Lesson Plan for "I'm Gonna Like Me"

In the past I had the students cut out a paper necktie and write things they are good at on the tie. Then I would punch holes at the top and loop and tie yarn so they could wear it. This year I decided to switch things up. The first reason was because it was very time consuming to go around punching holes and tying the yarn. The second reason is because I wanted to do something different from past years. I decided to have the students write down the things they are good at on flowers. I found a template at the following website:

Flower template

When I printed the flower it cut off the side, so I just went over the entire flower with a black marker and then copied enough for each kindergarten student at my school.

After reading the book, I had each student close their eyes and think about one thing they are good at. I then told everyone to open their eyes, but keep the thing they are good at in their head. I told them I was going to call on each one of them to share one thing they are good at. I reminded them that just because someone else says the same thing, doesn't mean they are copying them. (VERY IMPORTANT TO SAY THIS WHEN IN A KINDERGARTEN CLASS :-))

After each student shared I called them up to the front to pick up a paper. Instead of just calling them all up, I made a little game out of it. I called up all student wearing short-sleeves...then I called up any students wearing black, etc. This was good way to keep their attention, while keeping order in the room.

The students were instructed to write one thing on each flower petal that they are good at. I also told them to write their name in the center of the flower. I reminded them to use pencil (and then trace over in crayon if they wished). After writing and coloring their flower they were instructed to cut them out. I then went around and taped a pipe cleaner (they got to choose their own color) to the back of the flower. Luckily I have a TON of pipe cleaners that have been sitting in a drawer for the past 4 years, ordered by the previous school counselor.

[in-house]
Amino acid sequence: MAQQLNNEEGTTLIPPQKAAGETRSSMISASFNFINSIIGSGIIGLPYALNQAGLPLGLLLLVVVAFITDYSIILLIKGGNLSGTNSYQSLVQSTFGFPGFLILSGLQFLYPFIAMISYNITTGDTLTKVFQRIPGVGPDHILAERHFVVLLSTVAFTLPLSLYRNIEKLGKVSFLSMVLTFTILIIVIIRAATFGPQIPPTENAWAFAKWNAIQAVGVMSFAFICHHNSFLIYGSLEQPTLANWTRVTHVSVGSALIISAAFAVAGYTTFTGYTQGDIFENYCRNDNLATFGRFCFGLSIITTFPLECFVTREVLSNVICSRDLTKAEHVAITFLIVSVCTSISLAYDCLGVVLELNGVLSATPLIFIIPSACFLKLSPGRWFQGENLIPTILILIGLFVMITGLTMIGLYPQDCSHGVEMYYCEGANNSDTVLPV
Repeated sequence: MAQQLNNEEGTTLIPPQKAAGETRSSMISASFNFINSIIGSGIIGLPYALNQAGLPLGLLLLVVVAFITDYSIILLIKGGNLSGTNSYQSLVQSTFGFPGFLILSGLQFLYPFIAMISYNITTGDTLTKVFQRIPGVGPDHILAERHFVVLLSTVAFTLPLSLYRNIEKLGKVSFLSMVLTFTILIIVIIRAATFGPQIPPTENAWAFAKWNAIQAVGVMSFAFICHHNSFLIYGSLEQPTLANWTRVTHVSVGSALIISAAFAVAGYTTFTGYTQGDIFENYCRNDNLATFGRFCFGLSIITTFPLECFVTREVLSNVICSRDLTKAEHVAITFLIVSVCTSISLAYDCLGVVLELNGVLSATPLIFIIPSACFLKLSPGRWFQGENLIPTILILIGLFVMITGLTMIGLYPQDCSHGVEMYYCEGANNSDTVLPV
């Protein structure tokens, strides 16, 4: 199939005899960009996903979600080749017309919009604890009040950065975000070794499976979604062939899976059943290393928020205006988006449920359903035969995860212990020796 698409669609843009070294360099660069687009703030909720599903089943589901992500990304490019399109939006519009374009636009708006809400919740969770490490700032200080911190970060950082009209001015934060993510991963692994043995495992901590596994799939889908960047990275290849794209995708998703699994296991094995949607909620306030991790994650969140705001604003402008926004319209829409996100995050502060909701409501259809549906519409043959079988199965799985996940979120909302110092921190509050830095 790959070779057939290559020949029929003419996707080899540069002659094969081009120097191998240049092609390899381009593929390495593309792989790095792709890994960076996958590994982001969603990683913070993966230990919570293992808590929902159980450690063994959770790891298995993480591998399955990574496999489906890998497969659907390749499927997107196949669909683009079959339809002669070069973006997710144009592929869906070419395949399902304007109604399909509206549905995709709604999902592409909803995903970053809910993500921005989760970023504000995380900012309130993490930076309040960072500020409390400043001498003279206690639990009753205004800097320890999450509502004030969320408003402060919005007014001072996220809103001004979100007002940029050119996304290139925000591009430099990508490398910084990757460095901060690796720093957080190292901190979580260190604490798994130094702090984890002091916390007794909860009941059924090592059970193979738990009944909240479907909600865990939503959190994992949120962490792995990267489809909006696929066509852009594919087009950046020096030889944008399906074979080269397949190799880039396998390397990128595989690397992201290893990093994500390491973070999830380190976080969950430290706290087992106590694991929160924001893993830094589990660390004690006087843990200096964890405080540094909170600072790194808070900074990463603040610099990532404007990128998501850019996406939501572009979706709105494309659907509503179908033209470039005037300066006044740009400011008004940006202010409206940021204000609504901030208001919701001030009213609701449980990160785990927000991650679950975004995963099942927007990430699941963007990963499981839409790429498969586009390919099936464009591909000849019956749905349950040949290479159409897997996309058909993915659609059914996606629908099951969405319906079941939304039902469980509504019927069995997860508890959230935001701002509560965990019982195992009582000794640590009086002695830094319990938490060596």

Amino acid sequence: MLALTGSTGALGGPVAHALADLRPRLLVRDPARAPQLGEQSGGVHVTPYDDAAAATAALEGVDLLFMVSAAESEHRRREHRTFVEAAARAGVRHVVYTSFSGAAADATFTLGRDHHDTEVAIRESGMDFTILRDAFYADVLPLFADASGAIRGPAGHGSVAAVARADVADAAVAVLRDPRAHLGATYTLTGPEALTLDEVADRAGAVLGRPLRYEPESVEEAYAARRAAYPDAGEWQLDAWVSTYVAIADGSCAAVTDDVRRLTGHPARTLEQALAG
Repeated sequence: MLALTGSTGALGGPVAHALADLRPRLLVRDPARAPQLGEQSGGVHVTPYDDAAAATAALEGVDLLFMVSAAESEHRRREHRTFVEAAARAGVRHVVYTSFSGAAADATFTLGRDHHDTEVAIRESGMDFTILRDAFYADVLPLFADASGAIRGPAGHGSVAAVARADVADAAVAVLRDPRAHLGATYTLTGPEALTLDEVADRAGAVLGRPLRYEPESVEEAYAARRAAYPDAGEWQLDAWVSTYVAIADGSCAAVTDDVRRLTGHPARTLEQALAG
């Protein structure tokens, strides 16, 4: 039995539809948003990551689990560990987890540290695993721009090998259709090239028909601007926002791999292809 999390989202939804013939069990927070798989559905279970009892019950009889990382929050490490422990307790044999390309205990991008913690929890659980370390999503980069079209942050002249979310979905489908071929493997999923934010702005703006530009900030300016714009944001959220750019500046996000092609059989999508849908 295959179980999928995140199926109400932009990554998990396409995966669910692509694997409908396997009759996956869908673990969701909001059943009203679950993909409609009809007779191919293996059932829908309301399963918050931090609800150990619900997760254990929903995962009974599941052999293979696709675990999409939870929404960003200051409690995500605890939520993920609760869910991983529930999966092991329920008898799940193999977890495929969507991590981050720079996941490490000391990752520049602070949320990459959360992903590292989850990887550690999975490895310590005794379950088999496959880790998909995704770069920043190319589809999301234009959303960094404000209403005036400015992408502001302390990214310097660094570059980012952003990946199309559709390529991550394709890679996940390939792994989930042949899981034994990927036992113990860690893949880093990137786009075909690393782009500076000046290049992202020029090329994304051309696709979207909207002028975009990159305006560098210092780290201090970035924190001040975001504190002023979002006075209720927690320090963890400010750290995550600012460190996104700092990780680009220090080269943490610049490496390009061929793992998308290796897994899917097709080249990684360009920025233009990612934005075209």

At the end I thanked them for sharing with me and suggested that they take their flowers home to share with their family.

NOTE: This is a lesson that is much more effective towards the end of the school year. Many students enter kindergarten unable to write or only able to write their first name. It was wonderful to see how far the students have come throughout the school year as they wrote things they are good at on each petal.

Don't Be An Angry Bird: Bulletin Board

"Don't Be An Angry Bird: Use "I" Statements"
I was on Pinterest ( and started looking for school counseling ideas. I came across a great idea for a bulletin board that incorporates "Angry Birds" and "I Statements." I'm quickly coming to the realization that the way you present ideas/lessons to students will great impact how much they pay attention and how they retain the information. This school year I've been changing out my bulletin board every month or two to display the character trait that we are focusing on as a school. The board is not very flashy and I seriously doubt that anyone notices when it changes. I decided to kick things up a few notches by making a bulletin board that will most certainly capture the attention of the students. I started by downloading pictures of the different angry birds and the pigs and then printed them off in color. Next I laminated them so that they would be more durable as the student brush up against bulletin board. I laminated several sheets of black construction paper for the pigs structure and laminated several sheets of green for the bottom (grass). Next I typed and laminated a title "Don't Be An Angry Bird." I typed up instructions on how to create/use an "I Statement" and then typed up a bunch of examples. I taped them onto construction paper, laminated and stapled them all over the bulletin board. Finally, I made a yellow sun and cut out blue clouds. I wanted to use blue paper for the background, but we didn't have any, so I used white. My challenge for you is to really think about what impact the bulletin boards you make will have on your students. Make sure they are eye-catching. Good luck!!


Hi! My name is Beth and I am an elementary school counselor in Virginia. The school counseling program at my school achieved RAMP (Recognized ASCA Model Program) status in February of 2011. The reason I started this blog is because I am always struggling to find great lessons, small group counseling ideas and other tips and tricks that will help me do my job. I thought this would be a great way to share the things that I have found with other school counselors. I plan to share classroom guidance lessons, small group counseling ideas, bulletin board ideas, organizational tips and so much more. Welcome!